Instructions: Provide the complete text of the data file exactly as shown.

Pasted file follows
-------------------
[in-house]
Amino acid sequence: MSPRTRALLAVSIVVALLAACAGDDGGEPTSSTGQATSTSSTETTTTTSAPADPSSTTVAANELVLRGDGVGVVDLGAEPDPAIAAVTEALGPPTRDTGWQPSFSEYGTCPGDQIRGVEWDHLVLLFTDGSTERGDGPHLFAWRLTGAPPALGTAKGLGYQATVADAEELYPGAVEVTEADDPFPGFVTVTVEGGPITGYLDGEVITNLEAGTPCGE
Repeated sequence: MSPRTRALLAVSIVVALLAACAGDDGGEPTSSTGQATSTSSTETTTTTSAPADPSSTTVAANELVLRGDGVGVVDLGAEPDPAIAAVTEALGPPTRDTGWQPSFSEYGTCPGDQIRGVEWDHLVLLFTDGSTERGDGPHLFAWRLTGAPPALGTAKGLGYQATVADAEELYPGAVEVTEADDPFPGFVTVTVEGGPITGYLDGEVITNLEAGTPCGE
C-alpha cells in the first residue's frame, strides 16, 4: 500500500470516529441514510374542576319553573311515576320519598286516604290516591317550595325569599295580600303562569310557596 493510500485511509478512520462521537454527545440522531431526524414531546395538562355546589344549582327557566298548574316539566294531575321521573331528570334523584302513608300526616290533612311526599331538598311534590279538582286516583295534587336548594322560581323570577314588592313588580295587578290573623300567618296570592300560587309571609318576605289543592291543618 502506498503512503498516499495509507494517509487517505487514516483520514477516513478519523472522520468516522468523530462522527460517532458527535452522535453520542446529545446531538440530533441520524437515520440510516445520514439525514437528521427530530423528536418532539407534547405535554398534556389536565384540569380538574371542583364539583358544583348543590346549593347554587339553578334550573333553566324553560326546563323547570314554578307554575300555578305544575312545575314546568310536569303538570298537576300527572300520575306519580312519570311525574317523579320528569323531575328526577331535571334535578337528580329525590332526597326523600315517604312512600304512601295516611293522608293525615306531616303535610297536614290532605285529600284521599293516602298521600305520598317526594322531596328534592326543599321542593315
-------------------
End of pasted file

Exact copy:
[in-house]
Amino acid sequence: MSPRTRALLAVSIVVALLAACAGDDGGEPTSSTGQATSTSSTETTTTTSAPADPSSTTVAANELVLRGDGVGVVDLGAEPDPAIAAVTEALGPPTRDTGWQPSFSEYGTCPGDQIRGVEWDHLVLLFTDGSTERGDGPHLFAWRLTGAPPALGTAKGLGYQATVADAEELYPGAVEVTEADDPFPGFVTVTVEGGPITGYLDGEVITNLEAGTPCGE
Repeated sequence: MSPRTRALLAVSIVVALLAACAGDDGGEPTSSTGQATSTSSTETTTTTSAPADPSSTTVAANELVLRGDGVGVVDLGAEPDPAIAAVTEALGPPTRDTGWQPSFSEYGTCPGDQIRGVEWDHLVLLFTDGSTERGDGPHLFAWRLTGAPPALGTAKGLGYQATVADAEELYPGAVEVTEADDPFPGFVTVTVEGGPITGYLDGEVITNLEAGTPCGE
C-alpha cells in the first residue's frame, strides 16, 4: 500500500470516529441514510374542576319553573311515576320519598286516604290516591317550595325569599295580600303562569310557596 493510500485511509478512520462521537454527545440522531431526524414531546395538562355546589344549582327557566298548574316539566294531575321521573331528570334523584302513608300526616290533612311526599331538598311534590279538582286516583295534587336548594322560581323570577314588592313588580295587578290573623300567618296570592300560587309571609318576605289543592291543618 502506498503512503498516499495509507494517509487517505487514516483520514477516513478519523472522520468516522468523530462522527460517532458527535452522535453520542446529545446531538440530533441520524437515520440510516445520514439525514437528521427530530423528536418532539407534547405535554398534556389536565384540569380538574371542583364539583358544583348543590346549593347554587339553578334550573333553566324553560326546563323547570314554578307554575300555578305544575312545575314546568310536569303538570298537576300527572300520575306519580312519570311525574317523579320528569323531575328526577331535571334535578337528580329525590332526597326523600315517604312512600304512601295516611293522608293525615306531616303535610297536614290532605285529600284521599293516602298521600305520598317526594322531596328534592326543599321542593315